Everything Else

Ain’t It Fun?

There’s many things you can label the ’17-’18 Hawks so far, but one of them isn’t “boring.” Whether they’ve been playing like dogshit earlier in the year or this current form where they’ve played pretty well (whatever last night’s result), the Hawks haven’t been dull. In previous years, even when they were the class of the league, things could get rote. The past two years when they’ve had their wonky periods, it hasn’t been nearly as interesting at this team even when it’s not playing well.

You’ve heard us mention it before, but the Hawks are the highest-event team in the league. By that we mean there are more total attempts, both for and against the Hawks, in their games than anyone else’s. What’s staggering is just how high-event they are.

Ok, it’s going to get a little number-y here, so I’m putting that out there so you can get your glasses on or make some tea or stretch a bit. Whatever you need to do to receive the data about to be thrown at you. Ok, here we go.

So far this year, the Hawks have 108.4 total attempts at even-strength in their games per 60 minutes (adjusted for score and such). This is tops in the league, and by some distance. The next highest is Anaheim at 104.5. That gap between 1st and second of four attempts per 60 minutes is the same between Anaheim and the Rangers in 11th.

What’s a bit staggering is that if this were to continue through the end of the season, it would be the highest mark by miles in five seasons. No team in the past five years has had more than 103 attempts in their games in the past five years (Ottawa in ’13-’14). The Hawks are basically miles above what has come in recent history.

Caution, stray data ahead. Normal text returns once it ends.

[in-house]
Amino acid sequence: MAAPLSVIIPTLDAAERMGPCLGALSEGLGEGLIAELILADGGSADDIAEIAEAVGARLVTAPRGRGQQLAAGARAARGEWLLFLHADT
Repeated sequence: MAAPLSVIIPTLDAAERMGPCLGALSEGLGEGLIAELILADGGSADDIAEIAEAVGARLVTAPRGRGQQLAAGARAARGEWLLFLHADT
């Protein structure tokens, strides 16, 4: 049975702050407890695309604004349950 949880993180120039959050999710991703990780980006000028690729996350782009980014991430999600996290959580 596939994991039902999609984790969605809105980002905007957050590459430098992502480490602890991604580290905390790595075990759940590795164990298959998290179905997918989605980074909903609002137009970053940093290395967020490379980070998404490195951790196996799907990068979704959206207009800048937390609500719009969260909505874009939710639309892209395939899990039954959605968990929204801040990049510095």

But ah…. it’s not so simple. If you liked the homer binge in MLB this year, then hockey might just be for you this year as well. At the moment, 11 teams are averaging more than 100 attempts in their games per 60 minutes at even-strength. In the previous four seasons, no more than four teams have averaged more than 100 attempts in their games per season. Clearly, something is going on.

Now, as we know, things tend to flatten out as the season goes along, players get bored/hurt, coaches start reining things in to consolidate position, whistles go in pockets. We’d have to see what the marks look like in previous years at this point in the schedule. But still, it’s something of a different environment. Has the crackdown on slashing and such opened up a little more room on the ice? So far it sure looks like it, given how many teams are becoming more high-event. As we said, the Senators back in ’13-’14 had the highest event games in the past five years, and currently six teams are above that mark so far this season.

What does it mean for success? That’s a little more sobering. Currently, the six teams above that 103.5 mark are the Hawks, Ducks, Flames, Canadiens, Hurricanes, and Penguins. None of these teams are atop their divisions, though the Flames and Penguins are at least in touching distance. Last year, the top five event teams were the Leafs, Penguins, Stars, Islanders, and Coyotes. That’s a pretty decent team, champs, and three non-playoff teams.

In ’15-’16, the top five event teams were the Stars, Flyers, Leafs, Avs and Islanders. That’s three playoff teams and two big bags of suck in the Leafs and Avs. And none of the Flyers, Stars, or Islanders saw the conference final.

In ’14-’15, the top five event teams were the Stars (sensing a theme?), Islanders, Sharks, Coyotes, Flames. The Islanders and Flames made the playoffs, and only the Flames won a round.

In ’13-’14, the top five event teams were the Senators, Leafs, Sharks, Hurricanes, and Stars. The Sharks were a 111-point team that blew a 3-0 lead to the Kings (you might have heard about it), the Stars made the playoffs before getting whacked by the Ducks.

So yeah, you can make the playoffs if you’re this entertaining, but of the 26 teams we just discussed only one went on to win a Cup and there hasn’t even been another conference finalist on that list.

When looking at just the Hawks, this is a huge increase in their attempts for and against. So it’s not like you can just say, “Oh their defense is responsible.” Quite simply their games are just more open, their offense creating more than it has in five years. But we’ve never see a Quenneville team surrender over 50 attempts per game, and it doesn’t appear to be a recipe for success.

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